The House on Wednesday voted overwhelmingly in favor of HB 7071, sponsored by Rep. Mike Beltran, to limit exorbitant attorney fees on property insurance lawsuits.
HB 7071 now heads to the Senate, which must decide if it will hear the companion bill in its last remaining committee reference, the Senate Rules Committee.
SB 914, sponsored by Sen. Jeff Brandes, was last considered favorably by Senate Judiciary Committee on Feb. 4, but has remained stagnant for a month.
“I’m confident that this bill will restore the balance to this area of law,” Beltran said on the House floor. “And it will allow folks to continue to litigate valid claims and that attorney fees will be more reasonable.”
The legislation, which passed 72-46, has the backing of Floridians. Last month, more than 1,000 petitions were hand-delivered to the Legislature calling on them to act to alleviate homeowners’ property insurance rates by putting an end to contingency risk multiplier fees on property insurance claims, except in rare and exceptional circumstances.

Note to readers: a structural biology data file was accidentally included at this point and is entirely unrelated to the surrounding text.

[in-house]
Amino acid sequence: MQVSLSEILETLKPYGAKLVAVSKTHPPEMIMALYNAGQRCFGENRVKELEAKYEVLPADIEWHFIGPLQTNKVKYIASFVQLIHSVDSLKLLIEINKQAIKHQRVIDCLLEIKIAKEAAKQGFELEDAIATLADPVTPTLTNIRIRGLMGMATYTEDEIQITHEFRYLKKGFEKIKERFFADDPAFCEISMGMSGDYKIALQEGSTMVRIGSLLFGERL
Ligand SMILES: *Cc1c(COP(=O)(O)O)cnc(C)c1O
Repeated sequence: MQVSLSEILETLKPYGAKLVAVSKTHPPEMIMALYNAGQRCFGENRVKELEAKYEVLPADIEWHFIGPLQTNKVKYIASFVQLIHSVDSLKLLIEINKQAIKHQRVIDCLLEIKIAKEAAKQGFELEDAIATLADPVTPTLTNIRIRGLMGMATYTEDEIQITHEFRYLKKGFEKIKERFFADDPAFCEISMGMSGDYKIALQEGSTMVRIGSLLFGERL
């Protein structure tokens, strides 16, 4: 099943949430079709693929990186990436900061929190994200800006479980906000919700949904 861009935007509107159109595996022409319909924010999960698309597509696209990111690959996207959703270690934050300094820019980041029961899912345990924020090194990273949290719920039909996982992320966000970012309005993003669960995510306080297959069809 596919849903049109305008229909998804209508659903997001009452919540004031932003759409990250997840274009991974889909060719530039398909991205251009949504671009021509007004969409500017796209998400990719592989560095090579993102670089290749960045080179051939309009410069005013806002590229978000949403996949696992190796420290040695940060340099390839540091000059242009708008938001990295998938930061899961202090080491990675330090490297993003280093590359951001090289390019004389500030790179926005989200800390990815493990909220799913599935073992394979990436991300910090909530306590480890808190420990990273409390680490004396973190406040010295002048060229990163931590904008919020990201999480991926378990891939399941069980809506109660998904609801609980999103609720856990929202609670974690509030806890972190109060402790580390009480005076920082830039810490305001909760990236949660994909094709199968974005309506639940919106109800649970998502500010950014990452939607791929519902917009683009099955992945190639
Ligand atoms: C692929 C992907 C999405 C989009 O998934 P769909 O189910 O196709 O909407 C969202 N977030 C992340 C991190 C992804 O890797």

Tort reform has long been a priority of Gov. Ron DeSantis and the Legislature. At an event last fall, where it was revealed Florida remains one of the worst legal climates in the nation, DeSantis said:
“That, to me, is more of a lawyer-driven culture than it is based on people who actually suffer harm. If we can make it so that it’s based on the clients rather than the attorney, I think that would be better.”
Contingency risk multiplier fees enable trial attorneys to pocket up to 30 times more than the value of the property insurance claim they represent. Trial attorneys are using homeowners’ claims to collect six-figure paydays, and insurance policyholders are footing the bill through higher premiums.
In one example, a trial attorney was awarded $1.2 million on a $40,000 dispute. In another, the trial attorney took home $750,000 on a $19,000 award. And in another, the trial attorney banked $700,000 on a $35,000 settlement.
In 2020, the Florida Office of Insurance Regulation has received requests from insurance carriers for rate increases so they can manage the exorbitant fees and rising costs of litigation. Rate increase requests range from 20% to 40%, and soon, if meaningful reform is not enacted, Florida homeowners will be paying the price.